Social Media Claim
Cruise control warning a slippery mix of claims
A Facebook post from June 17, 2019 claims that using cruise control in wet weather can cause your car to accelerate and hydroplane.
AAP FactCheck examined a Facebook post from June 17, 2019 by a private user, which claimed using cruise control in wet weather can cause your car to accelerate further if it hydroplanes, and take off “like an airplane”.
The post features an image of a police investigator taking photos of a car that has crashed into tree and recounts a story of a police officer warning a 36-year-old woman of the dangers of driving with cruise control switched on.
An excerpt of the post says, “The Police Officer told her that if the cruise control is on, your car will begin to hydro-plane when the tires (sic) lose contact with the road, and your car will accelerate to a higher rate of speed making you take off like an airplane.”
The post, which has been shared by Australian users, has attracted more than 6000 shares and amassed over 1000 reactions.
The NRMA defined hydroplaning (or aquaplaning) as when a car tyre fails to disperse water and rides “on a plane of water”.
AAP FactCheck found the post dated back to at least September 2013, when it appeared on the Wildhorse Entertainment South Africa news (WHISNews21) site. The website states it is for “independent superstars needing a platform to publish all their music news and revues (sic) worldwide”.
The origin of text in the post goes back further. In November 2002 US fact checkers Snopes looked at a similar version circulated via email and found the post, which listed US locations, contained true and false information.
Snopes said the post’s warning not to use cruise control in the rain was “well worth heeding” but the explanation about a hydroplaning car’s sudden acceleration and “taking off like a rocket” due to the use of cruise control was “garbled” and a “misunderstanding of what had occurred”.
Road services organisation the NRMA has previously responded to a version of the email circulated in Australia in an article titled, “The truth about cruise control and aquaplaning”.
The NRMA article, which appears to have been published in 2018 according to web archiver Wayback Machine, explains that cruise control works by constantly measuring the speed of the wheels on a car, which is fed into the cruise control system to regulate the engine's output.
“Under a condition where the driving wheels have broken traction, such as an aquaplane situation, the sensor would measure an increase in wheel speed,” the article says.
“The cruise control system would then reduce the amount of throttle and maintain the set speed. (This is the complete opposite to what is claimed in the email to have occurred and causing the accident.)”
The NRMA defined hydroplaning or aquaplaning as when a tyre “(particularly if worn)” fails to disperse water and rides “on a plane of water”, thus losing contact with the road surface.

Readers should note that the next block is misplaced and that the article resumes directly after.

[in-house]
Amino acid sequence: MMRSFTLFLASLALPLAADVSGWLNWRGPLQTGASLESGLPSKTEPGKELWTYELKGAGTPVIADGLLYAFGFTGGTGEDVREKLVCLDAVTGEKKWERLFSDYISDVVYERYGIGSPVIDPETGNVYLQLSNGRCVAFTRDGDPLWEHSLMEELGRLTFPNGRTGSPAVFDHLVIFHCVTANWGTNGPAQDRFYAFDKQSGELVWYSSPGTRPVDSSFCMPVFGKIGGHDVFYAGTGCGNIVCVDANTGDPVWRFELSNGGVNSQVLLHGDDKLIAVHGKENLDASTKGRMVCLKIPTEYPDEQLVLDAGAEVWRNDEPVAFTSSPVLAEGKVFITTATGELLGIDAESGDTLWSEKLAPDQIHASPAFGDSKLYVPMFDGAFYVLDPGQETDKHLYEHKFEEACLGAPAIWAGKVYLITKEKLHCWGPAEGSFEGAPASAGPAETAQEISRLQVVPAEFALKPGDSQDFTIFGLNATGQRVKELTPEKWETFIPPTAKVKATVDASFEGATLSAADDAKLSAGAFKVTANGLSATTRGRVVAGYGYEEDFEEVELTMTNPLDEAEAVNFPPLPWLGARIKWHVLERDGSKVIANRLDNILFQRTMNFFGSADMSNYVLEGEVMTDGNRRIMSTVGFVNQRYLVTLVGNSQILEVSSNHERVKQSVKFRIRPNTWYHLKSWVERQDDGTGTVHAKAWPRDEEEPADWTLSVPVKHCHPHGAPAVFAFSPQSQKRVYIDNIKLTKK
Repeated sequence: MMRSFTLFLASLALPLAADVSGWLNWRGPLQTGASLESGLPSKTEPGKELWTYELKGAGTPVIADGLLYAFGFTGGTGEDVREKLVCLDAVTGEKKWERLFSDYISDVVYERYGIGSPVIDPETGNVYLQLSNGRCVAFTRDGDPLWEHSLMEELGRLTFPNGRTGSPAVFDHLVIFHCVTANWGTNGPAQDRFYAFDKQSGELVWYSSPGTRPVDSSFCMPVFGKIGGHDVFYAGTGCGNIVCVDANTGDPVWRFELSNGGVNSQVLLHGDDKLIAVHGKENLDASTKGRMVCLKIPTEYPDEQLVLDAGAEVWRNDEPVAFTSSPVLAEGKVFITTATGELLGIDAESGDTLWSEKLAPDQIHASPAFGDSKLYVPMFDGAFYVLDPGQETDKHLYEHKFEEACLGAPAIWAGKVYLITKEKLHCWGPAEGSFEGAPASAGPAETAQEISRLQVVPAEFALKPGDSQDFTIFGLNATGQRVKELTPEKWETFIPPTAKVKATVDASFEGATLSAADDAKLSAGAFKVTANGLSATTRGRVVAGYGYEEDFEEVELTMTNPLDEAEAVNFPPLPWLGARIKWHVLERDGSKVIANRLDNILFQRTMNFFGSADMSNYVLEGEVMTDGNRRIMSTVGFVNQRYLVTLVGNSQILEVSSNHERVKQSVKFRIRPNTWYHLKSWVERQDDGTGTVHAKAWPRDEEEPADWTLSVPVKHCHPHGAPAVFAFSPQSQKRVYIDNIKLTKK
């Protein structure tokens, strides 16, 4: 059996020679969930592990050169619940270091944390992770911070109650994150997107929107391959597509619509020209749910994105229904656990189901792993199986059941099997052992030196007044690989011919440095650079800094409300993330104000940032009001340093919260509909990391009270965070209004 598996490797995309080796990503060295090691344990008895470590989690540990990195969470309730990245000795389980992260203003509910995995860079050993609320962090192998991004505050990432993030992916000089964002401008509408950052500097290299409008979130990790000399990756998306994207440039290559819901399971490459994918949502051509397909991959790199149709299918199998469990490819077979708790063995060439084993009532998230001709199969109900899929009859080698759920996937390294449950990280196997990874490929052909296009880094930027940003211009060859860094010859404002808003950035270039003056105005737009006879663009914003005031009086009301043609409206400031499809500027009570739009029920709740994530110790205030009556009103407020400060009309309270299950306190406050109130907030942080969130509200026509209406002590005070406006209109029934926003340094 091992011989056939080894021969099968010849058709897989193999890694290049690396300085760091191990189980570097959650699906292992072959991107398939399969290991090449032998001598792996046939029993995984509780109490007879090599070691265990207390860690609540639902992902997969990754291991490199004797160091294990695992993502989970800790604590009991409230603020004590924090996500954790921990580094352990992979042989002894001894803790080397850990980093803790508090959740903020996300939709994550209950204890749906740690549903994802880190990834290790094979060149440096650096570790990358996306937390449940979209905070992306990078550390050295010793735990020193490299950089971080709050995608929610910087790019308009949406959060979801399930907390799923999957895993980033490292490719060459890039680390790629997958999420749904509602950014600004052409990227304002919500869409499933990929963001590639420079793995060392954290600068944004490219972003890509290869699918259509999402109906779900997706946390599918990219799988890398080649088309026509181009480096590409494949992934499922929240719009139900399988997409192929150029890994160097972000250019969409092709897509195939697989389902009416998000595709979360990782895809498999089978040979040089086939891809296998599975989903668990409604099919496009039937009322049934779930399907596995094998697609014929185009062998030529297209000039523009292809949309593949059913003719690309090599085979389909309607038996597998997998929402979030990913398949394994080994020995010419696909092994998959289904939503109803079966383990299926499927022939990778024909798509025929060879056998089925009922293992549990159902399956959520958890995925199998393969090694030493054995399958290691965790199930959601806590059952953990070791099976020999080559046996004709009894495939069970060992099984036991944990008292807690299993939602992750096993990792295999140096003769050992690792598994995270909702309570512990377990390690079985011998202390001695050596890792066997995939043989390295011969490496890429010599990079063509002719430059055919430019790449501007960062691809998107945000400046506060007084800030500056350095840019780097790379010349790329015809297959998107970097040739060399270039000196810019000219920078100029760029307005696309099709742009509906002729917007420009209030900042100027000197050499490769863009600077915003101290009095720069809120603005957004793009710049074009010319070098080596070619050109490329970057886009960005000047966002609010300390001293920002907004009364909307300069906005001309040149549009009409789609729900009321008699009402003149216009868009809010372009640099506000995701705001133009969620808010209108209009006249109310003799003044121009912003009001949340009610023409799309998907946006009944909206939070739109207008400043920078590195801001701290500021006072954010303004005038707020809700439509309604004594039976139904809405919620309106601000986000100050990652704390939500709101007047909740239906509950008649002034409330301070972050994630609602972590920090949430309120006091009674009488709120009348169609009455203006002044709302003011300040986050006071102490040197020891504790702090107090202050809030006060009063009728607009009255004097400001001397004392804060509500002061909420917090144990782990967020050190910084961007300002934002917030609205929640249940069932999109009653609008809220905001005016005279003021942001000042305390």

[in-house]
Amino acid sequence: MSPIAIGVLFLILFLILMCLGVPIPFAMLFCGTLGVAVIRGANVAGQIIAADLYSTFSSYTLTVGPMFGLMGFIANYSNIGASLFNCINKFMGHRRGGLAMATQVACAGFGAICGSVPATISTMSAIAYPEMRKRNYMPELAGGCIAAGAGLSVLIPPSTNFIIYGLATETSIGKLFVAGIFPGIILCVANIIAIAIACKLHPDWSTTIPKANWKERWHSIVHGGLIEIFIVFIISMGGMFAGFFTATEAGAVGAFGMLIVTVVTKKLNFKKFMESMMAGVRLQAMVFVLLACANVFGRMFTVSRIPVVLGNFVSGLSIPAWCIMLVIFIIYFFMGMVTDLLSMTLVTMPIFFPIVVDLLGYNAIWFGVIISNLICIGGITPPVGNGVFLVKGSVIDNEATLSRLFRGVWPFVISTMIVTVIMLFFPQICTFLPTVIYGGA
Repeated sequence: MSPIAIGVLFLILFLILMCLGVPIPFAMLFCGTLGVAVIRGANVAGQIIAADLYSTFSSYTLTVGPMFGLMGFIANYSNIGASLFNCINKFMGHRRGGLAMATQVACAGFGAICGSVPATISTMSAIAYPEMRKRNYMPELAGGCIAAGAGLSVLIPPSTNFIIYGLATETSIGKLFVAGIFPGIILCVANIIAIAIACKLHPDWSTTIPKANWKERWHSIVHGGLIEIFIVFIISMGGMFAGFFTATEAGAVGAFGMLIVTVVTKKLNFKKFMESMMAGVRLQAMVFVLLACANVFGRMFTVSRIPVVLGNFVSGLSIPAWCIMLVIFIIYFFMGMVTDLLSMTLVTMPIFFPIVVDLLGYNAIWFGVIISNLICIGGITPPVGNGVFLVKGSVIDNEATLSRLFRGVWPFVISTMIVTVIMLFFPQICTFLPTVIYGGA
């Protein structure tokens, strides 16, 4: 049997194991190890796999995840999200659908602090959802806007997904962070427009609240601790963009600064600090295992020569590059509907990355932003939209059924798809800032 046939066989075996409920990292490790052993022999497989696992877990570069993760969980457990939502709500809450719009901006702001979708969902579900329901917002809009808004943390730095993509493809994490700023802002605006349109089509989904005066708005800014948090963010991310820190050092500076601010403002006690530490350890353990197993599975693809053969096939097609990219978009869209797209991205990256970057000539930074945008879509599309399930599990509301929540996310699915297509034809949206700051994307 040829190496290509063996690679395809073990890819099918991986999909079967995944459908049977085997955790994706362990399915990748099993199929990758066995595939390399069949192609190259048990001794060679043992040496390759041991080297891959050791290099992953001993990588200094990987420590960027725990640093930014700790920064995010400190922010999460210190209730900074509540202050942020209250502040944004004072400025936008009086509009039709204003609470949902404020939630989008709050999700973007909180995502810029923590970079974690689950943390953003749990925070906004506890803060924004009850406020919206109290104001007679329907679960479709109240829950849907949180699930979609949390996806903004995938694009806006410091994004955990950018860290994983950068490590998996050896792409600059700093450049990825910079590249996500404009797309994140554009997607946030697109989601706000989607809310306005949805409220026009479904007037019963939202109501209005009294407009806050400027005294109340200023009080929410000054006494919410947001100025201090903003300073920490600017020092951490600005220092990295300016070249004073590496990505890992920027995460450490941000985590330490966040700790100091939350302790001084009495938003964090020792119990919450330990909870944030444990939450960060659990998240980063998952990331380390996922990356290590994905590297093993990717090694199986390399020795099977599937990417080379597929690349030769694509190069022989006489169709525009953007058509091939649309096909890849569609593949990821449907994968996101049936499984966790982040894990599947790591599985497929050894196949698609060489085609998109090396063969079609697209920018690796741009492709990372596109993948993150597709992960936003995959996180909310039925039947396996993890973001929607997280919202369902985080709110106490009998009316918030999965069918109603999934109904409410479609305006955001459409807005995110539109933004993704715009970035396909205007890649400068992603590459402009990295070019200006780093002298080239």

“Wet roads significantly affect the grip of the tyres and this in turn can make corrective actions by the driver much more difficult to judge. Accordingly, the driver should assess the conditions of the road and adjust vehicle speed so it is suitable for the road.”
NRMA pointed out the safest way to drive a car is “to ensure that under all driving conditions you can control the vehicle”.
“Many owner's manuals suggest cruise control should not be used in heavy traffic driving, city driving, and winding, undulating, slippery or unsealed roads.”
Regarding the post’s claims, a spokesperson for Transport for NSW, the NSW government roads and transport agency, told AAP FactCheck in an email: “There is no truth to this post. Typically aquaplaning occurs during either hard acceleration or braking, neither of which occur at the same time that cruise control is actually engaged.”
The Facebook post was addressed in Australia as far back as April, 2006, when an article on the website carsales.com.au concluded “the advice might be sound advice but not for the reasons given. Aquaplaning (sometimes referred to 'hydroplaning') can happen if there is standing water whether cruise control is in operation or not. Indeed, far from being the absolute cause, cruise control is almost a red herring in the above scenario.”
Based on the evidence AAP FactCheck found the post’s warning on the use of cruise control in wet weather to be sound advice. However as Transport for NSW, the NRMA and carsales.com.au point out to link the cruise control as a cause for a car to aquaplane is not accurate.
- Partly False - The claim of the content is a mixture of accurate and inaccurate, or the primary claim is misleading or incomplete.
First published December 3, 2019, 16:58 AEDT